For NCHA hall-of-famer Kathy Daughn, training cutting horses is all about building on natural talent.
It’s 7:30 a.m. and daybreak creeps over the flat, South Texas landscape. An unusually brutal January wind throws arena dust in my eyes, penetrating the two coats I’m wearing. Tied to the exterior wall of a huge, solid round pen, a dozen horses turn their backs to the wind. I’d like to do the same, but it’s tough to conduct an interview that way.
Inside the pen, two assistants and two-time National Cutting Horse Association world-champion trainer Kathy Daughn are into their daily routine of preparing horses for top competition. Their focus is intense and none of them seems to notice the bitter weather.
Kathy, whose voice carries well despite the wind, fills me in on the horse she’s riding as they work a cow.
“This mare is a 4-year-old full sister to Shaken Flow called Star Of The Flow (or âFlo Jo’). Right now, she’s mentally and physically in junior-high school,” she explains. “If we want her to graduate from college, she has to learn to accept pressure.”
By “college,” Kathy means the tough competition at NCHA’s upper reaches.
“It’ll take more time with a consistent, intense program to get her ready for that level of competition,” Kathy adds. “She has to learn to handle crowds and bad cattle, and still get the job done. Flo Jo has lots of talent, but that’s not enough. To win at the big events, she has to be well-educated.”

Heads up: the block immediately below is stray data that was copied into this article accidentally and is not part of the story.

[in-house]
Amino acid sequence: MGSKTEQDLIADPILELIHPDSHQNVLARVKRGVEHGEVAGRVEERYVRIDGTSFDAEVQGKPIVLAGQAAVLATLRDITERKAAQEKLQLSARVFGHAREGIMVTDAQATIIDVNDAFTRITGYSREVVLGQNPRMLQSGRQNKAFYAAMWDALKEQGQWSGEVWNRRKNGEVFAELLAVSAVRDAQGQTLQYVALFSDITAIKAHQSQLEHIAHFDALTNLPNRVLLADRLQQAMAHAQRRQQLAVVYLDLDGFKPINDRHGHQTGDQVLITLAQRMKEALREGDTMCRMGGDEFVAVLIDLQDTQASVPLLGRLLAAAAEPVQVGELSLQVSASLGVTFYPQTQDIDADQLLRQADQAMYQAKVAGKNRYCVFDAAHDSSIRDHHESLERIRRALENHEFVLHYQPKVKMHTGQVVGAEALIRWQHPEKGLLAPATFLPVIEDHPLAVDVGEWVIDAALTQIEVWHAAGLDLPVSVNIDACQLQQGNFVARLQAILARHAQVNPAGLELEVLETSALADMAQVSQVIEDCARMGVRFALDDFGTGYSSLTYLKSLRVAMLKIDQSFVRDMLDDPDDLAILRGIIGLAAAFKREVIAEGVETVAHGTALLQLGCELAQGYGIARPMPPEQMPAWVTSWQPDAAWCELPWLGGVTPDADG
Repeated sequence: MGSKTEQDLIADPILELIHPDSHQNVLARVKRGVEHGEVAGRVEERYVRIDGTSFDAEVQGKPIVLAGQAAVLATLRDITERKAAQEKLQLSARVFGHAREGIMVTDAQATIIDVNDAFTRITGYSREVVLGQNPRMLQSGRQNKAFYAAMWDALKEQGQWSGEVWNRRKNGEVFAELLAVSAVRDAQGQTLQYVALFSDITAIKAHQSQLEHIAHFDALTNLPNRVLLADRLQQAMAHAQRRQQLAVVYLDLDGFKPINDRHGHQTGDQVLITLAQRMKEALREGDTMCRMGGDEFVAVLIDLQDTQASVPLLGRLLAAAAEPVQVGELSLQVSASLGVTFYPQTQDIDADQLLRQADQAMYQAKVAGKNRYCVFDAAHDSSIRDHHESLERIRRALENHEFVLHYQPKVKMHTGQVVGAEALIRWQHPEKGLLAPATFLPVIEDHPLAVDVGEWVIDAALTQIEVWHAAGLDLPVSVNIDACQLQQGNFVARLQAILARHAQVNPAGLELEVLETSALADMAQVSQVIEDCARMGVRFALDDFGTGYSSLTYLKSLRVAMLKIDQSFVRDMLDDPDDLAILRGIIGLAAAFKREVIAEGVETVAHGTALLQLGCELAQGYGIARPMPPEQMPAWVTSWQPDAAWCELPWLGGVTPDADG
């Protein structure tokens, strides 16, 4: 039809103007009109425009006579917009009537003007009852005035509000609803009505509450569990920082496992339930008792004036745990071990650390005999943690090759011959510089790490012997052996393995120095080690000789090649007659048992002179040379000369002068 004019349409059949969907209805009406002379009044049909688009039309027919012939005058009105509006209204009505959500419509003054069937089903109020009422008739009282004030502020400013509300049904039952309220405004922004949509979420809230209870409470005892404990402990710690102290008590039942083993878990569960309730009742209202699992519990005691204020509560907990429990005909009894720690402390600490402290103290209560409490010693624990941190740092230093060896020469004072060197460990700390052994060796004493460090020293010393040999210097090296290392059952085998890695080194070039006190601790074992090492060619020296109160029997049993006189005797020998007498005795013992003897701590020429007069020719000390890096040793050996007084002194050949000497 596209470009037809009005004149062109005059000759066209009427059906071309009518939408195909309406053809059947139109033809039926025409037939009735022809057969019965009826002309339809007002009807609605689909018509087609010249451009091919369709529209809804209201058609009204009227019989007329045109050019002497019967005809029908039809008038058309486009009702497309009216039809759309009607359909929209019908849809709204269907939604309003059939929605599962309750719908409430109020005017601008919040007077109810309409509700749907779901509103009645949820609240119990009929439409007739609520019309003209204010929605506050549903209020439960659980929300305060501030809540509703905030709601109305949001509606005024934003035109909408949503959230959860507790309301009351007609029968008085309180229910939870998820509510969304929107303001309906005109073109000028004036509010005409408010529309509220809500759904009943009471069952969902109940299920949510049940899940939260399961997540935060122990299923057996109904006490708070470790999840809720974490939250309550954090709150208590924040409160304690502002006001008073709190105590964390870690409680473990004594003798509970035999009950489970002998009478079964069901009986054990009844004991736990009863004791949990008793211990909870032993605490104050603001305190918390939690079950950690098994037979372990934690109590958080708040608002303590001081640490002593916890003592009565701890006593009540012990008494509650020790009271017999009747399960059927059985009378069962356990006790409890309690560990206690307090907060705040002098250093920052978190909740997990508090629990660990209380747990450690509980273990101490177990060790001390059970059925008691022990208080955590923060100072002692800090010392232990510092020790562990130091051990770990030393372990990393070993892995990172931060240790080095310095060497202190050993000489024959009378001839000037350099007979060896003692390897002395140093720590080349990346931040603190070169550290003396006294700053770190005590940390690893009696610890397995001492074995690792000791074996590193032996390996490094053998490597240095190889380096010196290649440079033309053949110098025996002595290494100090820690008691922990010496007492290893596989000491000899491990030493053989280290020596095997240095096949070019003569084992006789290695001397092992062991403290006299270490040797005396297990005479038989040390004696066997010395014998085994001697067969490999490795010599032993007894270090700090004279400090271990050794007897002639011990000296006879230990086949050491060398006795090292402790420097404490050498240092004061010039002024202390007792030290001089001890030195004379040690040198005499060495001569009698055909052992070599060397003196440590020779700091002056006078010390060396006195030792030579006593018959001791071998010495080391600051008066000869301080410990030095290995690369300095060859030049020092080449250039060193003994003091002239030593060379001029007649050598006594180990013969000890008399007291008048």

Kathy’s next mount is a 3-year-old Royal Fletch filly. Royal Fletch (by Jae Bar Fletch and out of Royal Blue Dually) was the 2000 NCHA Futurity champion Kathy rode.
“This is a very nice filly, and we think a lot of her,” Kathy says. “She’s just beginning her education and is in elementary school right now. She’s learning how to use her body and the athletic ability bred into her. It’ll take the full two-year program to make a finished cutter out of her.”
Kathy and her assistants ride the horses in her training program five or six times a week, with one day off for turnout. However, that doesn’t mean the horses are worked on cows every day.
“Sometimes we just ride them around the ranch to give them a mental break,” she explains.
The key to winning with any athlete, Kathy insists, is a combination of consistency, commitment and conditioning.
“The horse has to know the boundaries, and know what behavior is acceptable and what’s not,” she shares. “We teach that through repetitive patterning. Muscle memory is necessary to get that instantaneous response in the pen.”
Kathy explains that over time, horses learn to read cattle and respond based on what they’re taught.
“These horses are bred to work cows,” she explains. “Through training, we enhance their natural ability.”
Read the complete story in the June issue of Western Horseman.